Federal Government changes University funding – I fear for the worse!

university protest

It was with some trepidation that I write in this weeks school newsletter on the recent proposed changes to university funding arrangements.

The links between primary schools and universities is not obvious in many cases. Quite a few of our parents at EPS either work in or attend courses at various universities and a few of the older parents, like me, have children at universities as well. We, as an institute, have close relationships with two universities here in Melbourne and one overseas at which various teachers are either attending or thinking about attending to either update their qualifications or participate in professional learning institutes. As the principal in the organisation with close links to universities I think it appropriate to at least raise the issue with the community.

Recent demonstrations at universities across Australia highlight the discontent of some about the recent proposed changes to university funding arrangements. The Hon Christopher Pyne recently wrote in the Age newspaper:

“Traditional university students, meanwhile, remain protected. The government will continue to support all 750,000 or so full-time and part-time Australian students studying for a regular bachelor degree by offering what we believe is the world’s most generous loans scheme. Not a cent of university study needs to be paid for by Australian students upfront. Students borrow their share of the cost of their education through the Higher Education Loan Program (otherwise known as HECS). They don’t start repaying until they earn over $50,000 a year. It’s the best loan deal a student will ever get, especially given the interest rate is protected – it just matches the government’s cost of borrowing. There’s an ever bigger win for university students. Freeing universities to set their own fees, rather than having them dictated by government, will encourage competition between higher education institutions – and that means better courses, better teaching and more competitive course pricing. It will result in a greater focus on students than ever before in Australia.”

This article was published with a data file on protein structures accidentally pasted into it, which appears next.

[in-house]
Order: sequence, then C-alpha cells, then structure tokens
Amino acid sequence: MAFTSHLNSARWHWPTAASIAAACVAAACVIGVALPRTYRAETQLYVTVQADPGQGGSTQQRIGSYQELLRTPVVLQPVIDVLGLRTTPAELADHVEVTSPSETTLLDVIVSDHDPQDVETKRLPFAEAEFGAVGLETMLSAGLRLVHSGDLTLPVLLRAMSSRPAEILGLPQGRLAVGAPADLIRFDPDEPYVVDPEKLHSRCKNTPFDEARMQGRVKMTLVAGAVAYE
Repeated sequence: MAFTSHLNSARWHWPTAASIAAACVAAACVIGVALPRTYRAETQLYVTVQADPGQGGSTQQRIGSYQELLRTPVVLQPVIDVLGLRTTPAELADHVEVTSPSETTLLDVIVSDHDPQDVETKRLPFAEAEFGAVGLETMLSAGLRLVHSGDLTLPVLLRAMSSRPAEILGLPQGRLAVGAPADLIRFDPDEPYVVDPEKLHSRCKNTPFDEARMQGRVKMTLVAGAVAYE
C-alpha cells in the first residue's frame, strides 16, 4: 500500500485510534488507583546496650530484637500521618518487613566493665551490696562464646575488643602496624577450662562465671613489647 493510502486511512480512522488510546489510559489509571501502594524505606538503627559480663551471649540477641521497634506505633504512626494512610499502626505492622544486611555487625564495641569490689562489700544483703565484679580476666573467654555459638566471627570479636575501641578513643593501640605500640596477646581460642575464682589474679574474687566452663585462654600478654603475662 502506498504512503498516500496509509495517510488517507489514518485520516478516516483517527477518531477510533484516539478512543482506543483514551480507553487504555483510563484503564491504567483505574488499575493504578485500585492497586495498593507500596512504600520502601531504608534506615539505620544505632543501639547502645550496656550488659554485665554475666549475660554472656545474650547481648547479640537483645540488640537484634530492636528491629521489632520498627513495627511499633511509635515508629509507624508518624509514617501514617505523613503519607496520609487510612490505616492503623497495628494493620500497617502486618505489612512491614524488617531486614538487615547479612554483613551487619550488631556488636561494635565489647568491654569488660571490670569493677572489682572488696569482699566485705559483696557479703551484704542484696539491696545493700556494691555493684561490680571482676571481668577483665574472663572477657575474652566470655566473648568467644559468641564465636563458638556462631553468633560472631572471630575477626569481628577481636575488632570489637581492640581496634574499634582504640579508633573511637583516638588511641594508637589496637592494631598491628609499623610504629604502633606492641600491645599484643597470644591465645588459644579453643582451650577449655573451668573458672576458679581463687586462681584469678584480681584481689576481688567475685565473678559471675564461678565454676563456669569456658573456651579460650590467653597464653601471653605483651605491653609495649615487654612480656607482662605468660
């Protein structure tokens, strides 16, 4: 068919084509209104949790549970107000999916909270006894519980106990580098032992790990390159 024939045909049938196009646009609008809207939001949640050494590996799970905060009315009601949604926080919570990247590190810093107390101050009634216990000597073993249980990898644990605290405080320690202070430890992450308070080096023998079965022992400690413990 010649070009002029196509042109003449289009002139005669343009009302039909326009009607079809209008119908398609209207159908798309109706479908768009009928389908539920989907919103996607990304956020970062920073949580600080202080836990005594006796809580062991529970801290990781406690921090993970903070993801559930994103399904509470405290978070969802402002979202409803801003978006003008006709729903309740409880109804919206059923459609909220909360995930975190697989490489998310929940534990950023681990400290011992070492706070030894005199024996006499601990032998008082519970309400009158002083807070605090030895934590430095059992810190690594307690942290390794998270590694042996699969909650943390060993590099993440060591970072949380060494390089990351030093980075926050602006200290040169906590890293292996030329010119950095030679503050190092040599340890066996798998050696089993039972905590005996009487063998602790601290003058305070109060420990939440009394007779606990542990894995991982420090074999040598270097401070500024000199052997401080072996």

A few newspaper commentators like Peter Martin the economics editor in the Age newspaper corrected some statements saying

On higher education the minister Christopher Pyne said the changes would give Australian students the “best deal in the OECD”. That’s wrong. University education is free in Germany and cheap elsewhere in Europe.

More disturbing was the Prime Minister’s advice to intending students when asked how school leavers about to enrol could possibly make a sensible choice without knowing what they would eventually be charged, he told them to relax. “If you start a course under one system, you will finish it under that system,”. Reassuring, but wrong. The higher fees will begin in 2016. They will apply to everyone who enrols from now on. The school leavers who enrol this year will indeed have no idea of what they will eventually be charged.

The National Tertiary Education Union says an accountancy degree now costs $30,255 and takes 10 years to repay. From 2016 it is likely to cost $75,000 plus $24,000 of interest which will take 23 years to repay, bringing the total to $99,000.

From the Sydney Morning Herald; No one knows how high fees will rise, or how big student debts will become. Prime Minister Tony Abbott refuses to rule out some course fees doubling. Bruce Chapman, the architect of the HECS repayment scheme, warns of prices tripling, with the cost of prestige degrees rising above $120,000.

Some University vice chancellors, like Jane Den Hollander from Deakin, are now defending the existing HECS systems saying “that higher interest charges on HELP loans and fee hikes will especially hurt lower income graduates such as nurses and teachers, as well as women who take time out of work to have children but will still face compounding debts while they aren’t earning.”

In raising the issue I do question the link between competition and better teaching standards however my intent is simply to provoke a conversation for many of our young people I speak to aspire to continue their education at university. The question might be who is able to afford such a debt whilst saving for some of life’s other needs like a roof over one’s head.

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